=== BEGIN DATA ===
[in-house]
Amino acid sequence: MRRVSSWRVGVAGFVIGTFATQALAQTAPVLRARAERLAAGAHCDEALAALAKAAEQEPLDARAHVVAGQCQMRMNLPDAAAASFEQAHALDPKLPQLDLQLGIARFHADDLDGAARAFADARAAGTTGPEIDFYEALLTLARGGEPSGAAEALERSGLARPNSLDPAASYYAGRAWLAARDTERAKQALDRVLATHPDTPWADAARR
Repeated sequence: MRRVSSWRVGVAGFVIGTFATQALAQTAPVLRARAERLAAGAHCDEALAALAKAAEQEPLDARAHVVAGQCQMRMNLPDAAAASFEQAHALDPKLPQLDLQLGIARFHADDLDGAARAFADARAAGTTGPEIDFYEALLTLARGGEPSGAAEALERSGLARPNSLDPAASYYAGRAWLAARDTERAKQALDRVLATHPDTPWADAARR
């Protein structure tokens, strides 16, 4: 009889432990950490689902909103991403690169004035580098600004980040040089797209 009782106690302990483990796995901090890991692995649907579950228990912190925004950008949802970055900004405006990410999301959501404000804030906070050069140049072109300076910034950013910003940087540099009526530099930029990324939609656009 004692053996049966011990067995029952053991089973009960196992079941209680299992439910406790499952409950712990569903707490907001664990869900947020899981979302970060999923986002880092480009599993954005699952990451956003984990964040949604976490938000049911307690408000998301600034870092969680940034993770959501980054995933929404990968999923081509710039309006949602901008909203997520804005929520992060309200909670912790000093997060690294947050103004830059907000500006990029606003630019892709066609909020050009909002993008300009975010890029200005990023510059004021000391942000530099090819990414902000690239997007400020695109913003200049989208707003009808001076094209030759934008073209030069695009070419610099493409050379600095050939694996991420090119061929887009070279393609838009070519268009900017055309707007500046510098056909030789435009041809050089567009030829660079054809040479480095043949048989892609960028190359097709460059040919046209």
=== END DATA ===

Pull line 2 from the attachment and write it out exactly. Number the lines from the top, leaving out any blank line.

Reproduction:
Amino acid sequence: MRRVSSWRVGVAGFVIGTFATQALAQTAPVLRARAERLAAGAHCDEALAALAKAAEQEPLDARAHVVAGQCQMRMNLPDAAAASFEQAHALDPKLPQLDLQLGIARFHADDLDGAARAFADARAAGTTGPEIDFYEALLTLARGGEPSGAAEALERSGLARPNSLDPAASYYAGRAWLAARDTERAKQALDRVLATHPDTPWADAARR